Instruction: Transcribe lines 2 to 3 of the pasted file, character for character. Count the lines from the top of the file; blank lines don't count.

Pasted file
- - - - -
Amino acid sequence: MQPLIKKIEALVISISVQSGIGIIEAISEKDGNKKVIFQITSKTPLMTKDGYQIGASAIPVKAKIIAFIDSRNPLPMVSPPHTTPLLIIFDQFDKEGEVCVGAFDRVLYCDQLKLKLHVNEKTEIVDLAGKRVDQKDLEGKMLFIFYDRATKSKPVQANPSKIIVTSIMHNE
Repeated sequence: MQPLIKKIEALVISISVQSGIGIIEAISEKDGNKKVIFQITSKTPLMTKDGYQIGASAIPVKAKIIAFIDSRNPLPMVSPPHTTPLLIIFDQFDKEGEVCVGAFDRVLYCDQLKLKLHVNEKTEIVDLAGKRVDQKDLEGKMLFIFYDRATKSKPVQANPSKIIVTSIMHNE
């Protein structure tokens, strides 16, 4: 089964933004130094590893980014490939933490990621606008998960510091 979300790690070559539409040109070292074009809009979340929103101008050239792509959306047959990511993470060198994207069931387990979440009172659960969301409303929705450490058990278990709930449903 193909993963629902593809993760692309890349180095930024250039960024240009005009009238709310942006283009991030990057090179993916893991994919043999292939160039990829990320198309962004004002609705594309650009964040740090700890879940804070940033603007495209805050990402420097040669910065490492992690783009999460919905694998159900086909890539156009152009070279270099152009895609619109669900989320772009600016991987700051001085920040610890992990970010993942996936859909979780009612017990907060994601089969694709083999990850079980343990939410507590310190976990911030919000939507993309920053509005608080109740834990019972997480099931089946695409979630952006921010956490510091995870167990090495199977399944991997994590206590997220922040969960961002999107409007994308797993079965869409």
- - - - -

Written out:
Repeated sequence: MQPLIKKIEALVISISVQSGIGIIEAISEKDGNKKVIFQITSKTPLMTKDGYQIGASAIPVKAKIIAFIDSRNPLPMVSPPHTTPLLIIFDQFDKEGEVCVGAFDRVLYCDQLKLKLHVNEKTEIVDLAGKRVDQKDLEGKMLFIFYDRATKSKPVQANPSKIIVTSIMHNE
């Protein structure tokens, strides 16, 4: 089964933004130094590893980014490939933490990621606008998960510091 979300790690070559539409040109070292074009809009979340929103101008050239792509959306047959990511993470060198994207069931387990979440009172659960969301409303929705450490058990278990709930449903 193909993963629902593809993760692309890349180095930024250039960024240009005009009238709310942006283009991030990057090179993916893991994919043999292939160039990829990320198309962004004002609705594309650009964040740090700890879940804070940033603007495209805050990402420097040669910065490492992690783009999460919905694998159900086909890539156009152009070279270099152009895609619109669900989320772009600016991987700051001085920040610890992990970010993942996936859909979780009612017990907060994601089969694709083999990850079980343990939410507590310190976990911030919000939507993309920053509005608080109740834990019972997480099931089946695409979630952006921010956490510091995870167990090495199977399944991997994590206590997220922040969960961002999107409007994308797993079965869409």